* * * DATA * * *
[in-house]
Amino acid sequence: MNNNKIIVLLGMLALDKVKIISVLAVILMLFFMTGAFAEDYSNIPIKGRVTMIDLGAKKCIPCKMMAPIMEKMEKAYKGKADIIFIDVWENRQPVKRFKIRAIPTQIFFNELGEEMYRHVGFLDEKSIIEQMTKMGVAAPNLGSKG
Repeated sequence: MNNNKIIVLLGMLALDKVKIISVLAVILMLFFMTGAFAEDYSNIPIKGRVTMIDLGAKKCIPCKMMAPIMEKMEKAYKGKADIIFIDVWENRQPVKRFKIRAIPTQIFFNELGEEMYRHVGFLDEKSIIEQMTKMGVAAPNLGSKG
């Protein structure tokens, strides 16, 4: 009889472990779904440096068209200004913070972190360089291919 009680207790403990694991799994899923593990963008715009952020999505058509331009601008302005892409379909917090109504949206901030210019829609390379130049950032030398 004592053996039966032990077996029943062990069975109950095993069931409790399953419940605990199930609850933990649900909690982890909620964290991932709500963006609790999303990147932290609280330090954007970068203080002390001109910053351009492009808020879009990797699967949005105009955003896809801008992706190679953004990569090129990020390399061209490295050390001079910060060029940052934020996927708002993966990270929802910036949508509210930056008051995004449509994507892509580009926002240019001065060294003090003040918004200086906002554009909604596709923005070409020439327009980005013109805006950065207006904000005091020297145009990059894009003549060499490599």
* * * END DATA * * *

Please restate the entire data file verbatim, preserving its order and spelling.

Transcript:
[in-house]
Amino acid sequence: MNNNKIIVLLGMLALDKVKIISVLAVILMLFFMTGAFAEDYSNIPIKGRVTMIDLGAKKCIPCKMMAPIMEKMEKAYKGKADIIFIDVWENRQPVKRFKIRAIPTQIFFNELGEEMYRHVGFLDEKSIIEQMTKMGVAAPNLGSKG
Repeated sequence: MNNNKIIVLLGMLALDKVKIISVLAVILMLFFMTGAFAEDYSNIPIKGRVTMIDLGAKKCIPCKMMAPIMEKMEKAYKGKADIIFIDVWENRQPVKRFKIRAIPTQIFFNELGEEMYRHVGFLDEKSIIEQMTKMGVAAPNLGSKG
């Protein structure tokens, strides 16, 4: 009889472990779904440096068209200004913070972190360089291919 009680207790403990694991799994899923593990963008715009952020999505058509331009601008302005892409379909917090109504949206901030210019829609390379130049950032030398 004592053996039966032990077996029943062990069975109950095993069931409790399953419940605990199930609850933990649900909690982890909620964290991932709500963006609790999303990147932290609280330090954007970068203080002390001109910053351009492009808020879009990797699967949005105009955003896809801008992706190679953004990569090129990020390399061209490295050390001079910060060029940052934020996927708002993966990270929802910036949508509210930056008051995004449509994507892509580009926002240019001065060294003090003040918004200086906002554009909604596709923005070409020439327009980005013109805006950065207006904000005091020297145009990059894009003549060499490599």